Who Decides – Considering the Offensiveness of Language


A few weeks ago there was a discussion on ESPN’s “Outside the Lines” specific to the nickname of the NFL’s Washington Redskins. Originally the team was called the Braves but roughly 80 years ago it was changed to Redskins, a word which The Free Dictionary defines as:

  • Used as a disparaging term for a Native American.
  • (Linguistics / Languages) (Social Science / Peoples) an informal name, now considered offensive, for an American Indian [so called because one particular tribe, the now extinct Beothuks of Newfoundland, painted themselves with red ochre]

Some sports writers have ceased using the term Redskins when referring to Washington’s NFL team as they feel the term is just as offensive as the word nigger. It is a sentiment shared by a number of people if you read recent news stories, message boards or any social media outlet. However, there are also a good number of folks who disagree, fact which is cited per a recent AP poll in which 79% of respondents did not favor Washington changing their nickname. It is worth noting that the survey did not give a break down of how many of those in favor of changing the nickname were of Native American descent but per this USA Today response to the survey the data is confusing:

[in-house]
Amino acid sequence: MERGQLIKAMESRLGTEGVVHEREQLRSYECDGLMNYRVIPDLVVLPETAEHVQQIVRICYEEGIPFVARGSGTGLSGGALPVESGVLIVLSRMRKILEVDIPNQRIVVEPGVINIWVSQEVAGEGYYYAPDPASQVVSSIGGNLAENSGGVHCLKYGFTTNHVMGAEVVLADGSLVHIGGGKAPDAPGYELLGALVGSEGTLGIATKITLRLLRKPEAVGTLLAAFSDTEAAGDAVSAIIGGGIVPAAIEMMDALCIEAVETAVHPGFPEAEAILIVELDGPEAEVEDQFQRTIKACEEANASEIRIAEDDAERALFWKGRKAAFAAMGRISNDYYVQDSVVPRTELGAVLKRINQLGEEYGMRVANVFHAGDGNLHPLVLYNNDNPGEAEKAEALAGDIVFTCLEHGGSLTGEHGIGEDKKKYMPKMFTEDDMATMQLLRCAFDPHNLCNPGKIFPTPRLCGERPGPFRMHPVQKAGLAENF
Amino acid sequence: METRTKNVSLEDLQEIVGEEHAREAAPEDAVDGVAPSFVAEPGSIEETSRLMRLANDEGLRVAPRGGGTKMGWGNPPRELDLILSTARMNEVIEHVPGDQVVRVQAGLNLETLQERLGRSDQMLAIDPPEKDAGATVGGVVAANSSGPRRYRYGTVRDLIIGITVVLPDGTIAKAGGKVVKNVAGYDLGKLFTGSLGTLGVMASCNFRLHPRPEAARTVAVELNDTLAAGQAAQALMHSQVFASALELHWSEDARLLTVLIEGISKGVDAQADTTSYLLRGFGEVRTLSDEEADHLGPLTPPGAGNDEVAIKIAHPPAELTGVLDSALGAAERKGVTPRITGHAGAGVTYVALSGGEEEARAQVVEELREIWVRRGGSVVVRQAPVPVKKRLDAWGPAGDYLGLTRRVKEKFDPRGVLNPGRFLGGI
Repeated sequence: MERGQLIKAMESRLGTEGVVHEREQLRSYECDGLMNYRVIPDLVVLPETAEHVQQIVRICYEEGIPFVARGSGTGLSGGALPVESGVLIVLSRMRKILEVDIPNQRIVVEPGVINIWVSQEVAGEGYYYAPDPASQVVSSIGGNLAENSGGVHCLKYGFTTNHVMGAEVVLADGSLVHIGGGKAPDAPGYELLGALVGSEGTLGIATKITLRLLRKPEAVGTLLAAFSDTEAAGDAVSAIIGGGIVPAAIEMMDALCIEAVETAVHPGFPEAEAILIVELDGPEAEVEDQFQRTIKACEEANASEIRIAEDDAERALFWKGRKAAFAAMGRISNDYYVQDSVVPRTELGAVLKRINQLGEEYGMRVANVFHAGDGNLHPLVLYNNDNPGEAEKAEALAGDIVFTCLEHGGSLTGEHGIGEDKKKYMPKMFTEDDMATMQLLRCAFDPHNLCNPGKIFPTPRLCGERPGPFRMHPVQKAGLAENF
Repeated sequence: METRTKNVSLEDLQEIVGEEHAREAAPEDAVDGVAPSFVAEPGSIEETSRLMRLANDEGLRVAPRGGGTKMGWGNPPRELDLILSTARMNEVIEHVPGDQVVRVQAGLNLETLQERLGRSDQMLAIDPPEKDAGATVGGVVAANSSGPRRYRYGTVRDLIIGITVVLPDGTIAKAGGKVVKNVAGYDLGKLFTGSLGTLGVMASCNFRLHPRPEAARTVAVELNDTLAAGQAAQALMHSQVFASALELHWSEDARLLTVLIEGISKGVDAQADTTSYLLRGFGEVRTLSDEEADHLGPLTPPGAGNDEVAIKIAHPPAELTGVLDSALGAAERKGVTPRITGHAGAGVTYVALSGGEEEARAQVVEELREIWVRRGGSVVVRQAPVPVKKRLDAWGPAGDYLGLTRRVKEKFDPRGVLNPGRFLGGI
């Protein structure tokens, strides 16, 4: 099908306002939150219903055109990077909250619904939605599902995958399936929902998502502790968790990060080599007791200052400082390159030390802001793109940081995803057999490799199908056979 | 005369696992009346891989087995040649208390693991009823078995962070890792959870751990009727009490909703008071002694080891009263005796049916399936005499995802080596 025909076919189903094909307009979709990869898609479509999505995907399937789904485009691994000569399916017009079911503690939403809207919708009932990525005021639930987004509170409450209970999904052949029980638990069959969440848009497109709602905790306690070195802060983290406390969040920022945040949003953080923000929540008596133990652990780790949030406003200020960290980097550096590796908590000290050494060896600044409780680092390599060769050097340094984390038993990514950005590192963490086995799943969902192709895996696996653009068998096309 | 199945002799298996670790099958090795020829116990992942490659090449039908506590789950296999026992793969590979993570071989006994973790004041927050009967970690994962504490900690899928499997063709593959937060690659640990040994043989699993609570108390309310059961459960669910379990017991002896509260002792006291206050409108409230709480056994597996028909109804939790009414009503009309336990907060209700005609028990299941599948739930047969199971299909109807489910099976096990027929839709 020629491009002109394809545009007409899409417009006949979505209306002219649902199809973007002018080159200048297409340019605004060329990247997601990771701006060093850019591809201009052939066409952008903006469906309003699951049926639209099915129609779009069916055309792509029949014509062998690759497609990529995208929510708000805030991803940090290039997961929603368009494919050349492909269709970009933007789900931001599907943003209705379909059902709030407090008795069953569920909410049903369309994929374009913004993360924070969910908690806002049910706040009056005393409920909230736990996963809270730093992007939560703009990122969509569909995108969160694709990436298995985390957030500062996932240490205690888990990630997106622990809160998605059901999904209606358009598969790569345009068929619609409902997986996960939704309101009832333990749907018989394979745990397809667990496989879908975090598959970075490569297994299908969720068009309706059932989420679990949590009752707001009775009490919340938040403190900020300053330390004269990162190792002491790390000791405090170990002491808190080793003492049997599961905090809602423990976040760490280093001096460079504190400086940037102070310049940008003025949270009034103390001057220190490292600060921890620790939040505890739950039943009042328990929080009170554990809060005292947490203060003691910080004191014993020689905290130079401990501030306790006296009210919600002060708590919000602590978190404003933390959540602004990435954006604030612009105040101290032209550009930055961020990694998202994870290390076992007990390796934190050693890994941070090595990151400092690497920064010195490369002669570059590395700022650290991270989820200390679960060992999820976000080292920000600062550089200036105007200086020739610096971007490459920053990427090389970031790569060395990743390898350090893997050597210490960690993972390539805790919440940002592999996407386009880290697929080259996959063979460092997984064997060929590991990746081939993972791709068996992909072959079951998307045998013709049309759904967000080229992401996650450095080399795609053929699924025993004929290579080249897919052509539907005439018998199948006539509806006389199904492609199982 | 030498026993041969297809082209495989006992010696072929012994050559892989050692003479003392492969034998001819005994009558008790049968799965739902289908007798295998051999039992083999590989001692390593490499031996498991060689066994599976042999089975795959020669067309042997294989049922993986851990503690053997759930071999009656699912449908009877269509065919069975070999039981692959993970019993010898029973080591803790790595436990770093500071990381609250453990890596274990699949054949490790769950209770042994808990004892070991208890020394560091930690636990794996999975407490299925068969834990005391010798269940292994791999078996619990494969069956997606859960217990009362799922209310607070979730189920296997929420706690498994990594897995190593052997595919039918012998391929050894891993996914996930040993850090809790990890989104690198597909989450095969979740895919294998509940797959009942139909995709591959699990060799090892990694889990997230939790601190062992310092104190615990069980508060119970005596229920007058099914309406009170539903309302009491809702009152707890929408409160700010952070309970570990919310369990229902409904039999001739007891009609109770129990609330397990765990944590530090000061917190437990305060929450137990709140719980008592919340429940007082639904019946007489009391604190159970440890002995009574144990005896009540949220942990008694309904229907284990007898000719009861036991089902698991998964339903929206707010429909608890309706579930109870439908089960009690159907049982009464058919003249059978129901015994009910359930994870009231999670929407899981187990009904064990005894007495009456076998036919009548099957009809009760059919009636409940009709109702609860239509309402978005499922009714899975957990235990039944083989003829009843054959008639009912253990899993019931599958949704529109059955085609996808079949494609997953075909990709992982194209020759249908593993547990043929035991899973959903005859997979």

But among the two-thirds of adults who said the team shouldn’t change the name, 56% of those said “Redskin” is an inappropriate way of to describe a Native American. The numbers for Redskins fans were 79% in favor of keeping the name and 53% who believe in the word’s inappropriateness, respectively.

The question of offense in this context has been debated for some time. St. Johns University and Miami of Ohio University are examples of institutions who have dropped Native American nicknames while many more continue using them, some with approval from the tribe for which the team is associated with. The Chicago Blackhawks, for example, are not a target by any majority to change their nickname as is detailed in the Chicago Tribune article. In fact, as John Keilman writes, white Americans of the late 19th century associated Black Hawk (who was a leader of the Sauk and Fox Indians) with “courage” and “nobility”.

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